Business intelligence (BI) doesn’t seem like a tech term that requires much introduction. It doesn’t even sound all that techie: We know what a business is, and we know what intelligence is – put them together and you’ve got what, a smart business?
That’s not that far off, actually. The challenge with defining, understanding, and explaining BI is that the term tends toward the abstract. That’s really what it boils down to, though: Helping people and organizations to make smarter decisions based on all of the relevant information available to them.
“Today, every company on the planet has to be ‘data-driven,'” says Amy Hodler, director of graph analytics and AI programs at Neo4j. “Business intelligence is how companies actually achieve that.”
[ Where does AI fit in here? Read also: How big data and AI work together. ]
BI vs. Big Data
Consider the Big Data (with a capital B and a capital D) frenzy: You could have the biggest data, but that’s not worth much if you can translate said data into usable information. BI is essentially a discipline (with a corresponding category of platforms and tools) that aims to make data-driven strategy and decision-making actually possible, instead of just a good soundbite.
“Business intelligence refers to the strategies and technologies used by companies to analyze valuable business data beyond traditional simple reporting.”
“Business intelligence refers to the strategies and technologies used by companies to analyze valuable business data beyond traditional simple reporting,” says Bill Szybillo, business intelligence manager at VAI. “Data is the most valuable asset of today’s industries, and if utilized correctly and securely, it’s the best way for company leaders to make informed decisions.”
Let’s add a few more clear-cut definitions that focus on the “what” and the “why” of BI. Use these to refresh your own grasp of the concept or to help explain BI to a wider audience of stakeholders around your organization.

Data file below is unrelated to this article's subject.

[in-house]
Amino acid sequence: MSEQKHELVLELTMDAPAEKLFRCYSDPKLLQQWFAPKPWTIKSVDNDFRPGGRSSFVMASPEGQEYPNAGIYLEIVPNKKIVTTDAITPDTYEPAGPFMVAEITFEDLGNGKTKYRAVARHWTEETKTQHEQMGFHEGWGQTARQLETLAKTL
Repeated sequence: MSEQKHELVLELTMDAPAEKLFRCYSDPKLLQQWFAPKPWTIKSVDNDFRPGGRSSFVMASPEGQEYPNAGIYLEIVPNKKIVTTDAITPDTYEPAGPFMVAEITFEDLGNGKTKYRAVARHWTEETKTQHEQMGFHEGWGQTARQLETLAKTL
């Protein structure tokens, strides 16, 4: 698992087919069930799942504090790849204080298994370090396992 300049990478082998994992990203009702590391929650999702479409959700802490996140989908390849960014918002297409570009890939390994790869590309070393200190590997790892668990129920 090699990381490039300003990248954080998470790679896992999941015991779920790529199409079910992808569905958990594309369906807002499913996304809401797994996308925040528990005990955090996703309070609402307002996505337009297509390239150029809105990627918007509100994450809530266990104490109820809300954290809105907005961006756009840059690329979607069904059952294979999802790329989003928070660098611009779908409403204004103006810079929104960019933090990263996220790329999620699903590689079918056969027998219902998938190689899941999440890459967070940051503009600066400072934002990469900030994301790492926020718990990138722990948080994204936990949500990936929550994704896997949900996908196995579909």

Business intelligence (BI), explained: 4 definitions
1. “Business intelligence is the process of bringing together all types of information a company has in a way that’s relevant to the question or opportunity at hand – from customer behavior to manufacturing performance to employee productivity – and using it to make important decisions that will lead to a greater profit and a competitive advantage in that company’s industry.” – Amy Hodler, director of graph analytics and AI programs at Neo4j
2. “BI unlocks the power of data. On its own, data may not reveal much, and won’t drive consensus, reveal problems, or inspire solutions. But business intelligence has transformed enterprises, allowing them to gain insights and make decisions in real-time.” – Jason Beres, SVP, developer tools at Infragistics
3. “Simply stated, business intelligence is collecting data from multiple sources, both internal and external, [and] transforming and normalizing that data in order to provide valuable actionable insights for making data-driven business decisions.” – Dennis Faust, business intelligence & analytics manager at Anexinet
4. “Business Intelligence is poised to yield more value going forward with more data sharing between enterprises. The digital ecosystem is one that can grow in an open, collaborative environment, yielding more meaningful insights for the end consumer. This can be the patient in the healthcare ecosystem, the consumer walking into the retail store, the human with their device of choice, or the passenger in their transport of choice etc. Culture is more often the barrier to the advancement of such collaboration than technology. The prevailing mindset of the data stewards across the extended enterprise will determine the value that Business Intelligence can provide going forward.” – E.G. Nadhan, Red Hat Chief Architect and Strategist, North America
The key takeaway here: BI takes raw data that most people would not be able to make any sense of and turns it into comprehensible information that they can use to do their jobs well.
What is BI software?
There are a wealth of BI technologies, from complete platforms to specific tools to applications embedded inside other applications (such as a CRM or ERP system.)
Common business intelligence applications include data analytics, supply and demand planning, predictive analytics, and warehouse management systems.
“Some of the most common business intelligence applications are data analytics tools, supply and demand planning tools, predictive analytics, and warehouse management systems,” Szybillo says. “These automated applications take time-consuming, tedious tasks off the hands of employees, so they can spend valuable time on knowledge-based tasks.”
Even a spreadsheet could technically qualify as a BI application – a handy, if relatively rudimentary, reference point when explaining BI to non-technical people. Speaking of which, wider audiences probably care most about how they’ll interact with BI, rather than how it works. Two of the most common user interfaces or user experiences (UI/UX) they’ll interact with are dashboards and data visualizations. Sometimes, those are one and the same, though not every dashboard is a graphical interface.